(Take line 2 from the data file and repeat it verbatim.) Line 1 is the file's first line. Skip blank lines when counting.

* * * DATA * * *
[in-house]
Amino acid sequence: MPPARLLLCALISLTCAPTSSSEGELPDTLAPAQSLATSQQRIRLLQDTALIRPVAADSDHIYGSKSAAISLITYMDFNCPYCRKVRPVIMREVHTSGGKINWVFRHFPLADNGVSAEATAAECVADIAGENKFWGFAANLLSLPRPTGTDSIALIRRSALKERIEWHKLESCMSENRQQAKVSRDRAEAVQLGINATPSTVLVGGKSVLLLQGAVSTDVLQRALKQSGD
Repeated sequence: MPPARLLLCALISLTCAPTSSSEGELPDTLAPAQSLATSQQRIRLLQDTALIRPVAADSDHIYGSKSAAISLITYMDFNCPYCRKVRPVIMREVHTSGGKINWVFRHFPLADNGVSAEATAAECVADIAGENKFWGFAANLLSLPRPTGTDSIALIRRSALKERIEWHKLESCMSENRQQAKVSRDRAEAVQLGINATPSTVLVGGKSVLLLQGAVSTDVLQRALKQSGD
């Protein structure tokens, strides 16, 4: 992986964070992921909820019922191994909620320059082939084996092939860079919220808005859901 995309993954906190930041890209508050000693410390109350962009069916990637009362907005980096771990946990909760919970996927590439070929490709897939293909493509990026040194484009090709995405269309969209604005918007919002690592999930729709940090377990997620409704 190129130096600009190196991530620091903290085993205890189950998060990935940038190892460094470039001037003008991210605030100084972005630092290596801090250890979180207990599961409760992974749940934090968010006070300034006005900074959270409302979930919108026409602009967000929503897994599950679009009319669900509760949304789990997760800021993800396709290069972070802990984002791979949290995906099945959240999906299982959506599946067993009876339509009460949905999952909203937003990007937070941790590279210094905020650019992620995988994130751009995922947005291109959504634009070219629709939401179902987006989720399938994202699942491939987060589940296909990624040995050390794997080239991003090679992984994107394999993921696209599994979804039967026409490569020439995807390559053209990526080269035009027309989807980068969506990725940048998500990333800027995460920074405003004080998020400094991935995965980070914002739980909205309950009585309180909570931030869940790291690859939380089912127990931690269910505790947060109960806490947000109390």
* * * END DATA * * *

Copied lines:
Amino acid sequence: MPPARLLLCALISLTCAPTSSSEGELPDTLAPAQSLATSQQRIRLLQDTALIRPVAADSDHIYGSKSAAISLITYMDFNCPYCRKVRPVIMREVHTSGGKINWVFRHFPLADNGVSAEATAAECVADIAGENKFWGFAANLLSLPRPTGTDSIALIRRSALKERIEWHKLESCMSENRQQAKVSRDRAEAVQLGINATPSTVLVGGKSVLLLQGAVSTDVLQRALKQSGD